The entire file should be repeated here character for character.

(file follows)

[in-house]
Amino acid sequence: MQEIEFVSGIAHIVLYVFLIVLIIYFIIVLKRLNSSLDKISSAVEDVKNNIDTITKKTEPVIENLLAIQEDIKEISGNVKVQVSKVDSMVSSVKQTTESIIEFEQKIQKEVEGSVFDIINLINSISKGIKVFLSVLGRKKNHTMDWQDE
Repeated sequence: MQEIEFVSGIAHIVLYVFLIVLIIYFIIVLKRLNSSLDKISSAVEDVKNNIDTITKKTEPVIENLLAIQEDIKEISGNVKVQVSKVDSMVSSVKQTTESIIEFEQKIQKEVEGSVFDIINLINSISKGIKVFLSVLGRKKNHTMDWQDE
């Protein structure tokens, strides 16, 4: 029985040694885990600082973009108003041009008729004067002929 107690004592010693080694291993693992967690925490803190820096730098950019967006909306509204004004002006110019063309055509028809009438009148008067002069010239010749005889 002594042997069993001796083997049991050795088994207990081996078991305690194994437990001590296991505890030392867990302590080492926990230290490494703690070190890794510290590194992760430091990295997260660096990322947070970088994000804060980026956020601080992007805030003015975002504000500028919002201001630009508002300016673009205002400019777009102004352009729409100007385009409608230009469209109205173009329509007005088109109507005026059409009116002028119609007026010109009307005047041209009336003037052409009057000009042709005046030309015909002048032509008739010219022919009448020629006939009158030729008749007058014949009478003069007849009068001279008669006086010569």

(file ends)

[in-house]
Amino acid sequence: MQEIEFVSGIAHIVLYVFLIVLIIYFIIVLKRLNSSLDKISSAVEDVKNNIDTITKKTEPVIENLLAIQEDIKEISGNVKVQVSKVDSMVSSVKQTTESIIEFEQKIQKEVEGSVFDIINLINSISKGIKVFLSVLGRKKNHTMDWQDE
Repeated sequence: MQEIEFVSGIAHIVLYVFLIVLIIYFIIVLKRLNSSLDKISSAVEDVKNNIDTITKKTEPVIENLLAIQEDIKEISGNVKVQVSKVDSMVSSVKQTTESIIEFEQKIQKEVEGSVFDIINLINSISKGIKVFLSVLGRKKNHTMDWQDE
């Protein structure tokens, strides 16, 4: 029985040694885990600082973009108003041009008729004067002929 107690004592010693080694291993693992967690925490803190820096730098950019967006909306509204004004002006110019063309055509028809009438009148008067002069010239010749005889 002594042997069993001796083997049991050795088994207990081996078991305690194994437990001590296991505890030392867990302590080492926990230290490494703690070190890794510290590194992760430091990295997260660096990322947070970088994000804060980026956020601080992007805030003015975002504000500028919002201001630009508002300016673009205002400019777009102004352009729409100007385009409608230009469209109205173009329509007005088109109507005026059409009116002028119609007026010109009307005047041209009336003037052409009057000009042709005046030309015909002048032509008739010219022919009448020629006939009158030729008749007058014949009478003069007849009068001279008669006086010569």